Re: Parsing C: identifier VS typedef name

Chris F Clark <>
17 Apr 2005 15:51:40 -0400

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Parsing C: identifier VS typedef name (Igor Baltic) (2005-04-16)
Re: Parsing C: identifier VS typedef name (Chris F Clark) (2005-04-17)
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Re: Parsing C: identifier VS typedef name (DrDiettrich) (2005-04-26)
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From: Chris F Clark <>
Newsgroups: comp.compilers
Date: 17 Apr 2005 15:51:40 -0400
Organization: The World Public Access UNIX, Brookline, MA
References: 05-04-046
Keywords: C, parse
Posted-Date: 17 Apr 2005 15:51:40 EDT

> But the grammar is dependent on distinguishing IDENTIFIER and
> TYPEDEFname even in declarations. So here's the problem: how can the
> lexer learn at the point of declaration *WHAT* is that
> identifier-like string, IDENTIFIER or TYPEDEFname? We didn't store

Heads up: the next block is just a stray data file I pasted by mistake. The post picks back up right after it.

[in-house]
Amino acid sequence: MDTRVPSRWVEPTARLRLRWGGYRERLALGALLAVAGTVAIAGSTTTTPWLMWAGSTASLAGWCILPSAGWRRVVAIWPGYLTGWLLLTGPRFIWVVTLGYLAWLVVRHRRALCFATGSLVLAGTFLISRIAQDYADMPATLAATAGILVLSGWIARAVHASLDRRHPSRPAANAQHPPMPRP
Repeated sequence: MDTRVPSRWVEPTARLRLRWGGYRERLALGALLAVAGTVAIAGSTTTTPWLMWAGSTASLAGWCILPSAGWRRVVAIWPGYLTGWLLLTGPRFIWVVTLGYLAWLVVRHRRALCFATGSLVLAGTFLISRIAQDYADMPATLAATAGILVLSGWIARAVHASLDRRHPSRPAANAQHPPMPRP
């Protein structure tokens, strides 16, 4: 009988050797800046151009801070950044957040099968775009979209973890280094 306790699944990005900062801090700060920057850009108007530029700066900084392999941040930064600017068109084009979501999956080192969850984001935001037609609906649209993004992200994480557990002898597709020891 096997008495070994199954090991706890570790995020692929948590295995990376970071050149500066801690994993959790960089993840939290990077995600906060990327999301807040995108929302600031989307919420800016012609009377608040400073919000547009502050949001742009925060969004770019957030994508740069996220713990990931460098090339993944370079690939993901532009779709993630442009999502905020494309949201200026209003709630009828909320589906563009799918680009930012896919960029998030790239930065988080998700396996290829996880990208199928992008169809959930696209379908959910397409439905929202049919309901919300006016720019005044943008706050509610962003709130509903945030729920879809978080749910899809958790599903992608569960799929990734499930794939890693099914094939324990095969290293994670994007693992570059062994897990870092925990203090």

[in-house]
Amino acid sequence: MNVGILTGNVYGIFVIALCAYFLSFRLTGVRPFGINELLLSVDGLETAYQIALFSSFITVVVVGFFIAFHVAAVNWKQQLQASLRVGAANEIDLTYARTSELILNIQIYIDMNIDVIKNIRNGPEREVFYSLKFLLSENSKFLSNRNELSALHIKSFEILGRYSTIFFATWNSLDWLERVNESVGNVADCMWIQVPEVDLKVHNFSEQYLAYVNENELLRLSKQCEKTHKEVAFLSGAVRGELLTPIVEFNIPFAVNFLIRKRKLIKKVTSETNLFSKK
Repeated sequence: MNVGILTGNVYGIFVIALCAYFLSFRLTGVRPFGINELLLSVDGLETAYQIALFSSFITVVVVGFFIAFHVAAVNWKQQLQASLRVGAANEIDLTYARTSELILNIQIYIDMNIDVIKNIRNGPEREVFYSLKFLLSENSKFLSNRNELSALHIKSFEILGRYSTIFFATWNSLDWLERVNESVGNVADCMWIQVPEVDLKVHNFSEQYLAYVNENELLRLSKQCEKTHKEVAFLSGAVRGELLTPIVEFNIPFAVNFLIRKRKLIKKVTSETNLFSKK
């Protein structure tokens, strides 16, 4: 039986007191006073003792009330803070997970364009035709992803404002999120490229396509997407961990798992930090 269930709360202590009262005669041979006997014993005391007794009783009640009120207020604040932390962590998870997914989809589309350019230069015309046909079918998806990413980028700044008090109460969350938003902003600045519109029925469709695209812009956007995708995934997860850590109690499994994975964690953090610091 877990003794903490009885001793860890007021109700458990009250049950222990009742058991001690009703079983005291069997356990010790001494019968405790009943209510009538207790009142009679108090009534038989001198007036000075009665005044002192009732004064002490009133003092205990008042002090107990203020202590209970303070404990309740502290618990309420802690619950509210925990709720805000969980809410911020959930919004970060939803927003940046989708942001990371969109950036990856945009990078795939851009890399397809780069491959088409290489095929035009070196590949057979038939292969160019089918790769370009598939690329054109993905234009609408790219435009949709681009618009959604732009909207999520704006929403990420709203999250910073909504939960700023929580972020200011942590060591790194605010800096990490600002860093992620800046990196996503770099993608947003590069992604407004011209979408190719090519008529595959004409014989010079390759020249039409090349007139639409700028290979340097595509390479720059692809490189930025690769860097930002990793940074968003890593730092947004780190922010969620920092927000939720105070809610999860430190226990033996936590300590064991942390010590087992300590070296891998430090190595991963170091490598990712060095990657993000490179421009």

> it in any symbol table yet, we want to parse the declaration!

If you haven't already parsed a copy of the identifier-like string in
a "previous" declaration, then the string at this point is an
IDENTIFIER. It is only a TYPEDEFname if it was made a TYPEDEFname by
a previous declaration.

However, note that the point of declaration is very important in C.
The identifier is supposed to be declared at the instant it is reduced
to a declarator (usually upon seeing a comma, semicolon, or equals,
but also if I recall correctly upon seeing an open bracket or
parenthesis or a close paren). That means that exactly upon the point
of making that reduction, one is supposed to make the relevant entry
in the symbol table (not before nor after).

The upshot of this is is you see the following declarations:

typedef int t;
t j = 3;

The t is an IDENTIFIER until the 1st ; is seen (in the declaration of
t, t is an IDENTIFIER) and then it becomes a TYPEDEFname for its next
use (in the declaration of j).

The subtle points are declarations like:

typedef int t, p(t);

In the above statement, t is an IDENTIFIER upto the comma and then a
TYPEDEFname after the comma in the declaration of the p which is a
typedef describing a function with a single parameter of type t.

Hope this helps,

Chris Clark Internet :
Compiler Resources, Inc. Web Site :
23 Bailey Rd voice : (508) 435-5016
Berlin, MA 01503 USA fax : (978) 838-0263 (24 hours)

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